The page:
AW: Clothing+ has been an innovator with this technology, hasn’t it?

JD: Yes, it was initially spun off from Reima, a Finnish company that makes highly technical kids outerwear, about 13 years ago. The development of textile-based wearables was a broad vision back then – the company was playing in the area with heart rate monitoring straps long before others. It has subsequently helped major brands, including adidas, Garmin, Salomon and Philips, achieve first-to-market status with highly differentiated smart textile products. It has already shipped more than fifty million units to date.

AW: So what have you subsequently decided about moving the company, and this market for wearable electronics, forward?

JD:  Initially, we’re building a new factory in Suzhou in China, to which we can add new manufacturing technology through our understanding of upgrading via automation. And while Clothing+ is in Finland, 80% of its customer base is in the USA so we’re also adding engineers in the US.

AW: And now you’ve introduced the first new product, Peak+? What’s different about it?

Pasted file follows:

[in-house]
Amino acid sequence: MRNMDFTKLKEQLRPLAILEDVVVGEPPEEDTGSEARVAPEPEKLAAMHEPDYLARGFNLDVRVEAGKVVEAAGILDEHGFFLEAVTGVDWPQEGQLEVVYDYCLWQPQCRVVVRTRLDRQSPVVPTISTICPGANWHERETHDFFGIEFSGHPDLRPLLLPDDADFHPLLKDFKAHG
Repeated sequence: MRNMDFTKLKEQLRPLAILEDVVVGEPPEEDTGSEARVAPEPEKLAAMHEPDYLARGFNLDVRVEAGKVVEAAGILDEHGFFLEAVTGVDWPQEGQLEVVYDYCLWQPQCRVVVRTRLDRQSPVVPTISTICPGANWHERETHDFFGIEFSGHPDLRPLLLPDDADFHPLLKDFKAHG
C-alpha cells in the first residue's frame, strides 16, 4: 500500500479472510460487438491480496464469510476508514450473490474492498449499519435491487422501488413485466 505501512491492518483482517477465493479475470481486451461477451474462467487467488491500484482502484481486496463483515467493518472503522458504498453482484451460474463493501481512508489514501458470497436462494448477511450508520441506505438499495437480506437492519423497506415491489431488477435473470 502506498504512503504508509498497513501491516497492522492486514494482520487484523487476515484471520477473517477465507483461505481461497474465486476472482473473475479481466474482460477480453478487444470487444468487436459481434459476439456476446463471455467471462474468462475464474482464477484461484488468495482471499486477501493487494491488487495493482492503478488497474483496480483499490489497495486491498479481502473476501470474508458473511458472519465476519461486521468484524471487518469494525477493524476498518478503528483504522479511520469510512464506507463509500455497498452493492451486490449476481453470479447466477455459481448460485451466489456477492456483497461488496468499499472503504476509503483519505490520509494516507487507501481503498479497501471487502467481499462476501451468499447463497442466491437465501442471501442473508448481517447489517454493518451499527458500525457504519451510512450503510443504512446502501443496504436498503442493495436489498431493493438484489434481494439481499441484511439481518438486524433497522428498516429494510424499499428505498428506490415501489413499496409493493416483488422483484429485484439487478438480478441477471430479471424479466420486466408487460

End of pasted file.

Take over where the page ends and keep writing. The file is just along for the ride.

JD: Building an integrated textile heart rate monitoring solution today requires very different competencies and capabilities, which often turn into a guessing game between multiple vendors trying to piece it all together. With Peak+, we’re offering a strong competitive advantage with a unique, custom solution that provides easy entry into the high-growth wearables market. Our aim is to take the time and risk out of smart garment development. Throughout each step of the highly customisable design and development process, regular testing takes place to ensure accurate measurement collection.

AW: What does Peak+ consist of?

JD: It integrates Clothing+ textile electronics with a Suunto wireless transmitter that transfers accurate measurement data collected from garment sensors to a smartphone app, providing easy access to tracked heart rate monitoring (HRM) data. Added to this, is Firstbeat’s research-based, patented analytics of HRM data which deliver deep insight and actionable feedback into stress, recovery and the effects of physical training. Jabil brings the scale to leverage-in buying power and other parental advantages to accelerate their position. Our broad industry design, manufacturing and supply chain expertise, along with an established global footprint means we have the ability to bring quality products to market quickly and reliably.